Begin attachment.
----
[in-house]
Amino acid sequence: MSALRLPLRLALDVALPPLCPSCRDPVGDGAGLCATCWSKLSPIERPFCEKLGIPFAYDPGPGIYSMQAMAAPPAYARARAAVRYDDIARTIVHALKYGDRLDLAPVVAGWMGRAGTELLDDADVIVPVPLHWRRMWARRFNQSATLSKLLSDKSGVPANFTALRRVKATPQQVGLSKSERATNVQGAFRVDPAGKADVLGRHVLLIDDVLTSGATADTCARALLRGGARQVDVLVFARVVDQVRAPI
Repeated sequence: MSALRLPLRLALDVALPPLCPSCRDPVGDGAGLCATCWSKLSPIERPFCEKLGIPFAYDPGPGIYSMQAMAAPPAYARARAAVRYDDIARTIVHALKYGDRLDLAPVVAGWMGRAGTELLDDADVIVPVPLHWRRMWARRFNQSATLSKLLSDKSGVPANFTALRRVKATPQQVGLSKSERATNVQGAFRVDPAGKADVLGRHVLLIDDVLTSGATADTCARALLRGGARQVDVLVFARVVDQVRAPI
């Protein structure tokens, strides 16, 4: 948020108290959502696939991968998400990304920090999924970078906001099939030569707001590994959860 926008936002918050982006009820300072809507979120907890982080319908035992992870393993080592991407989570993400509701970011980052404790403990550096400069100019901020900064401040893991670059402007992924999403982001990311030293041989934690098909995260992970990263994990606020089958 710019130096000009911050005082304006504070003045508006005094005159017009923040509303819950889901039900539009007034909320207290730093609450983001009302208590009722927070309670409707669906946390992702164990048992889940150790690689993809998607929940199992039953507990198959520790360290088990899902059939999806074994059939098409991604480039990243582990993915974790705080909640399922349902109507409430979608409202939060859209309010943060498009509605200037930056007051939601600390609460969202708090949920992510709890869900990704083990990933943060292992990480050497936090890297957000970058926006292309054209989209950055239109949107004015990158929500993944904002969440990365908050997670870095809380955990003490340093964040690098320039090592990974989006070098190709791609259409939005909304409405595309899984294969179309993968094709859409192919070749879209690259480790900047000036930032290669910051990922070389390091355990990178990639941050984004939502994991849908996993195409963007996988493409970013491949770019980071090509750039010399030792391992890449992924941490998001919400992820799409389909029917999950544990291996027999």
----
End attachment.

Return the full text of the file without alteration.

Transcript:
[in-house]
Amino acid sequence: MSALRLPLRLALDVALPPLCPSCRDPVGDGAGLCATCWSKLSPIERPFCEKLGIPFAYDPGPGIYSMQAMAAPPAYARARAAVRYDDIARTIVHALKYGDRLDLAPVVAGWMGRAGTELLDDADVIVPVPLHWRRMWARRFNQSATLSKLLSDKSGVPANFTALRRVKATPQQVGLSKSERATNVQGAFRVDPAGKADVLGRHVLLIDDVLTSGATADTCARALLRGGARQVDVLVFARVVDQVRAPI
Repeated sequence: MSALRLPLRLALDVALPPLCPSCRDPVGDGAGLCATCWSKLSPIERPFCEKLGIPFAYDPGPGIYSMQAMAAPPAYARARAAVRYDDIARTIVHALKYGDRLDLAPVVAGWMGRAGTELLDDADVIVPVPLHWRRMWARRFNQSATLSKLLSDKSGVPANFTALRRVKATPQQVGLSKSERATNVQGAFRVDPAGKADVLGRHVLLIDDVLTSGATADTCARALLRGGARQVDVLVFARVVDQVRAPI
């Protein structure tokens, strides 16, 4: 948020108290959502696939991968998400990304920090999924970078906001099939030569707001590994959860 926008936002918050982006009820300072809507979120907890982080319908035992992870393993080592991407989570993400509701970011980052404790403990550096400069100019901020900064401040893991670059402007992924999403982001990311030293041989934690098909995260992970990263994990606020089958 710019130096000009911050005082304006504070003045508006005094005159017009923040509303819950889901039900539009007034909320207290730093609450983001009302208590009722927070309670409707669906946390992702164990048992889940150790690689993809998607929940199992039953507990198959520790360290088990899902059939999806074994059939098409991604480039990243582990993915974790705080909640399922349902109507409430979608409202939060859209309010943060498009509605200037930056007051939601600390609460969202708090949920992510709890869900990704083990990933943060292992990480050497936090890297957000970058926006292309054209989209950055239109949107004015990158929500993944904002969440990365908050997670870095809380955990003490340093964040690098320039090592990974989006070098190709791609259409939005909304409405595309899984294969179309993968094709859409192919070749879209690259480790900047000036930032290669910051990922070389390091355990990178990639941050984004939502994991849908996993195409963007996988493409970013491949770019980071090509750039010399030792391992890449992924941490998001919400992820799409389909029917999950544990291996027999």